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United States v. Leuschen

January 21, 2005

UNITED STATES OF AMERICA
v.
DOUGLAS B. LEUSCHEN, APPELLANT



Appeal from the United States District Court For the Western District of Pennsylvania D.C. No.: 02-cr-00163-1 District Judge: Honorable Maurice B. Cohill, Jr.

Before: Nygaard, Rosenn, and Becker, Circuit Judges.

The opinion of the court was delivered by: Rosenn, Circuit Judge

PRECEDENTIAL

Argued: December 14, 2004

OPINION OF THE COURT

Although the appellant in this appeal challenges the constitutionality of the federal felon in possession of a gun law, 18 U.S.C. § 922(g)(1), the most serious aspect of this appeal is the question whether his extant prior conviction, if flawed, may constitute the predicate conviction for his subsequent prosecution under § 922(g)(1). This question is one of first impression in this circuit.

Following a bench trial in the United States District Court for the Western District of Pennsylvania, appellant Douglas B. Leuschen ("Leuschen") was found guilty of one count of possessing firearms by a convicted felon, in violation of 18 U.S.C. § 922(g)(1). He was sentenced to sixty-three months' imprisonment to be followed by three years' supervised release. He asserts that his 1989 conviction under Pennsylvania law, on which the Government relied in securing his conviction under § 922(g)(1), is invalid, because his counsel failed to recognize that the state law had been amended before his trial and afforded him an unassailable defense to the charge on which he was convicted. Thus, he contends that his state conviction cannot satisfy § 922(g)(1)'s predicate conviction requirement. Leuschen also asserts that, with respect to his 1989 state conviction, he retained his rights under Pennsylvania law to vote and hold public office, in addition to the right to possess firearms. He argues that he therefore qualifies for the "restoration of civil rights" exception to § 922(g)(1)'s prohibition on firearm possession, provided by 18 U.S.C. § 921(a)(20). Lastly, Leuschen challenges § 922(g)(1)'s constitutionality under the Commerce Clause, U.S. Const. art. I, § 8, cl. 3. For the following reasons, we will affirm the District Court's judgment of conviction and sentence.

I.

In July 2002, Leuschen, a resident of Pennsylvania, spoke with a local law enforcement officer about his legal and financial troubles, and complained about what he perceived to be a corrupt and unjust legal system. During this conversation, Leuschen repeatedly referred to Homeland Security Secretary Tom Ridge, and conveyed his belief that he had little choice but to "take his gun and go to war against the people whom caused him such injustice for many years." (App. 46.) The officer reported Leuschen's remarks to the Federal Bureau of Investigation. Viewed in light of his history of firearms violations and his "long-term fixation" on Secretary Ridge, Leuschen's statements prompted federal Secret Service agents to obtain a warrant to search his home. Inside his home, federal agents uncovered six firearms and several rounds of ammunition. All of the firearms were manufactured outside of Pennsylvania.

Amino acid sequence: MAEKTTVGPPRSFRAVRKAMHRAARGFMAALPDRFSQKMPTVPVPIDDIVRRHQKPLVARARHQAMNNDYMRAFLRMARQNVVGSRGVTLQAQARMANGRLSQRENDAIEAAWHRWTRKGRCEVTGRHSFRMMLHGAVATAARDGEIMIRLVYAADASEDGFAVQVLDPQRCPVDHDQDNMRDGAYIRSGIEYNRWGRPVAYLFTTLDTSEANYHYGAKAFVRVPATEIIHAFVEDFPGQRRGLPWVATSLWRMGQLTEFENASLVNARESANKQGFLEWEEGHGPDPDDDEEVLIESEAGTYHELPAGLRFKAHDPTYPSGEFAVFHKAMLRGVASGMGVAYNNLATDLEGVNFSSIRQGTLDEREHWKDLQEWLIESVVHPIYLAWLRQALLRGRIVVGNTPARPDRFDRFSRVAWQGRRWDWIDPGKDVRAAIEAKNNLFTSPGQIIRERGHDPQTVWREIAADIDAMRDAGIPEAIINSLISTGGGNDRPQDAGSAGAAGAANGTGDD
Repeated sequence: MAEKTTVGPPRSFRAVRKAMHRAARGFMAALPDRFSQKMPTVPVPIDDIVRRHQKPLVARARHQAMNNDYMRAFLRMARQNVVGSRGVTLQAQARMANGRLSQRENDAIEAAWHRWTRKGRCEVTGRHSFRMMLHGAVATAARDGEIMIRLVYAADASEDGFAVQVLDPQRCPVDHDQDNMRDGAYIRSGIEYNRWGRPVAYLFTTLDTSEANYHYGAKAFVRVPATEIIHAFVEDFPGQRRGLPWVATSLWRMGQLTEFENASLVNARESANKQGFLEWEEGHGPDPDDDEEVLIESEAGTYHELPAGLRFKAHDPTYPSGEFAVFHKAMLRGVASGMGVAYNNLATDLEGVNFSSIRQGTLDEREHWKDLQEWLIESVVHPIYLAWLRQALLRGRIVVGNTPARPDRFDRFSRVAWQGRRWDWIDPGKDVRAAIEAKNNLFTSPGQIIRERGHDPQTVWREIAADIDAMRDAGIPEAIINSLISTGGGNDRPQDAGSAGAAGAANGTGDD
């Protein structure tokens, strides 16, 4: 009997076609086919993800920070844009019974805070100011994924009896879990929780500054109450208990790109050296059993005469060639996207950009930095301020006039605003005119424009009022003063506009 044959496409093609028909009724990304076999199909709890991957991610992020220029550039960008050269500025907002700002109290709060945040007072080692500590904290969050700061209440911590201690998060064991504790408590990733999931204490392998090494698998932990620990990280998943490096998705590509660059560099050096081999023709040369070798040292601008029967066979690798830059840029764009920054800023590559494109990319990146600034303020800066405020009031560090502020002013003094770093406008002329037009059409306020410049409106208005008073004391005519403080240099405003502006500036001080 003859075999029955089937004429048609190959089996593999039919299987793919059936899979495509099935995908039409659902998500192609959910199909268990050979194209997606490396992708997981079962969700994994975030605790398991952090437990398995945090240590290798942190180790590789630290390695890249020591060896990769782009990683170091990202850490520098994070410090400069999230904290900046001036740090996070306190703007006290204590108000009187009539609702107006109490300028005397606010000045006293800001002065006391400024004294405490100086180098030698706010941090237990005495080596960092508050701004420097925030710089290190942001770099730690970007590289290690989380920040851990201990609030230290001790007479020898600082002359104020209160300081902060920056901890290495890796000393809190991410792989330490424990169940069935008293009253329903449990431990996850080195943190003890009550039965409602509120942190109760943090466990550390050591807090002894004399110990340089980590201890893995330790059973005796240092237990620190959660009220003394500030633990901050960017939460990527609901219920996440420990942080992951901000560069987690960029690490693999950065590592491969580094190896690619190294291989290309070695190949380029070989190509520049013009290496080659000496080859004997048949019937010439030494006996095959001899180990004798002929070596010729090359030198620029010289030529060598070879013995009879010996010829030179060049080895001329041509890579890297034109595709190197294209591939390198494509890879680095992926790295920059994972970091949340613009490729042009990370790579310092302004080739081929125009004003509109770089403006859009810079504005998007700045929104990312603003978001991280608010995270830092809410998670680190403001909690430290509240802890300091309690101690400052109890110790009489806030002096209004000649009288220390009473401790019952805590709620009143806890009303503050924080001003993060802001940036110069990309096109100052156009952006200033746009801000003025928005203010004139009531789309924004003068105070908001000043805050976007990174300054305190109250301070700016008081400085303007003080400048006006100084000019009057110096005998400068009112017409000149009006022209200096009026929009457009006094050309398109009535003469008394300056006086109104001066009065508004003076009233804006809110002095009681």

The Government charged Leuschen with being a felon in possession of firearms, in violation of 18 U.S.C. § 922(g)(1), based on his 1989 conviction in the Court of Common Pleas of Erie County, Pennsylvania, for carrying a concealed 9 millimeter semiautomatic pistol without a license. See 18 Pa. Cons. Stat. § 6106(a). In August 2002, a grand jury in the United States District Court for the Western District of Pennsylvania indicted Leuschen on one count of violating § 922(g)(1).

Leuschen moved to dismiss the indictment on the ground that § 922(g)(1) is unconstitutional under the Commerce Clause of the federal Constitution. Applying United States v. Singletary, 268 F.3d 196 (3d Cir. 2001), the District Court, Cohill, J., appropriately denied his motion. By way of a second pretrial motion to dismiss, Leuschen argued that he was not a felon for § 922(g)(1) purposes, because his 1989 state court conviction was invalid, and because he qualified for the "restoration of civil rights" defense under § 921(a)(20). The District Court also denied this motion. It held that Leuschen could not collaterally attack his predicate felony conviction, and that he did not qualify for the restoration of civil rights defense, because his right to sit on a jury had not been restored under Pennsylvania law.

After a brief trial, the District Court found Leuschen guilty. He timely appealed.

II.

Because Leuschen's appeal poses legal questions of statutory interpretation, our review is plenary. Singletary, 268 F.3d at 198-99; United States v. ...


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